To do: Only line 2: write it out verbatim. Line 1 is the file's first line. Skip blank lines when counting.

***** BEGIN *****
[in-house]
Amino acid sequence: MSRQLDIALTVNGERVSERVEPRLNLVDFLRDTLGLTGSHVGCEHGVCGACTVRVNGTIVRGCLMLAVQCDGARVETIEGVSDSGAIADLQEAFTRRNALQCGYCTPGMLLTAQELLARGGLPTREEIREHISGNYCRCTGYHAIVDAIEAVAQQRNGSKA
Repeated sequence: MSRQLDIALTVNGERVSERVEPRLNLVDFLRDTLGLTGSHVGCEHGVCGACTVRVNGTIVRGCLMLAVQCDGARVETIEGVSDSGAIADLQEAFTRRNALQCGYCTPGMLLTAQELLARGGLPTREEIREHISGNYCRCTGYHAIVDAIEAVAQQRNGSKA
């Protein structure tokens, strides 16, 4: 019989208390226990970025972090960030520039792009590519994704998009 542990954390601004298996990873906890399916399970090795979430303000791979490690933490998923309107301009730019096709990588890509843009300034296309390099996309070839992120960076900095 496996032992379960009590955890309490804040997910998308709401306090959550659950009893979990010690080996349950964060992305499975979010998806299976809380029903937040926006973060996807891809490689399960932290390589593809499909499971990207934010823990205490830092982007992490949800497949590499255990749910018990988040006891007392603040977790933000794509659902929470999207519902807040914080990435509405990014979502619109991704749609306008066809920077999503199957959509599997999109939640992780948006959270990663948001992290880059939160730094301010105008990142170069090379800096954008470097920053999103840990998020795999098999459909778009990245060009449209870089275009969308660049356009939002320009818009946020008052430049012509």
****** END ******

Amino acid sequence: MSRQLDIALTVNGERVSERVEPRLNLVDFLRDTLGLTGSHVGCEHGVCGACTVRVNGTIVRGCLMLAVQCDGARVETIEGVSDSGAIADLQEAFTRRNALQCGYCTPGMLLTAQELLARGGLPTREEIREHISGNYCRCTGYHAIVDAIEAVAQQRNGSKA